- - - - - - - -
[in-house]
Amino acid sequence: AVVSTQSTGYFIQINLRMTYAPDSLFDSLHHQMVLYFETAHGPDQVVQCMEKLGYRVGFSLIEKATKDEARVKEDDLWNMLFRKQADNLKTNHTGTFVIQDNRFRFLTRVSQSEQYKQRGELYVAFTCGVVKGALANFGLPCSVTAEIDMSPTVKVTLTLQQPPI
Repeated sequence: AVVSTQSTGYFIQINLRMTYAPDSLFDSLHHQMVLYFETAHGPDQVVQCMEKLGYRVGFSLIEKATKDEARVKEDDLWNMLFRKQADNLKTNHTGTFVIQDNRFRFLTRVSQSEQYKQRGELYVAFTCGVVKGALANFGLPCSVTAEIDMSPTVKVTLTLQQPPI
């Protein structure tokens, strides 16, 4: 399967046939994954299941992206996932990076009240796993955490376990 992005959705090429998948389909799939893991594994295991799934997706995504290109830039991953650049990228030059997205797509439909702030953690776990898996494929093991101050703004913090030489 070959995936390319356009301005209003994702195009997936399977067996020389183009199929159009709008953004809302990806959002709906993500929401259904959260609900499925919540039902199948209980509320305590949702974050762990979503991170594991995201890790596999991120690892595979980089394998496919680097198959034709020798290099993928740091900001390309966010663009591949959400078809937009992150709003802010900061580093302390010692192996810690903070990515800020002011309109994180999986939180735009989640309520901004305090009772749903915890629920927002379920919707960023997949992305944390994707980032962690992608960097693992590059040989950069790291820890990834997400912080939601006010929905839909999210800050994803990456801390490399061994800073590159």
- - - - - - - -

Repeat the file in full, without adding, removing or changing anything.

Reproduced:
[in-house]
Amino acid sequence: AVVSTQSTGYFIQINLRMTYAPDSLFDSLHHQMVLYFETAHGPDQVVQCMEKLGYRVGFSLIEKATKDEARVKEDDLWNMLFRKQADNLKTNHTGTFVIQDNRFRFLTRVSQSEQYKQRGELYVAFTCGVVKGALANFGLPCSVTAEIDMSPTVKVTLTLQQPPI
Repeated sequence: AVVSTQSTGYFIQINLRMTYAPDSLFDSLHHQMVLYFETAHGPDQVVQCMEKLGYRVGFSLIEKATKDEARVKEDDLWNMLFRKQADNLKTNHTGTFVIQDNRFRFLTRVSQSEQYKQRGELYVAFTCGVVKGALANFGLPCSVTAEIDMSPTVKVTLTLQQPPI
């Protein structure tokens, strides 16, 4: 399967046939994954299941992206996932990076009240796993955490376990 992005959705090429998948389909799939893991594994295991799934997706995504290109830039991953650049990228030059997205797509439909702030953690776990898996494929093991101050703004913090030489 070959995936390319356009301005209003994702195009997936399977067996020389183009199929159009709008953004809302990806959002709906993500929401259904959260609900499925919540039902199948209980509320305590949702974050762990979503991170594991995201890790596999991120690892595979980089394998496919680097198959034709020798290099993928740091900001390309966010663009591949959400078809937009992150709003802010900061580093302390010692192996810690903070990515800020002011309109994180999986939180735009989640309520901004305090009772749903915890629920927002379920919707960023997949992305944390994707980032962690992608960097693992590059040989950069790291820890990834997400912080939601006010929905839909999210800050994803990456801390490399061994800073590159």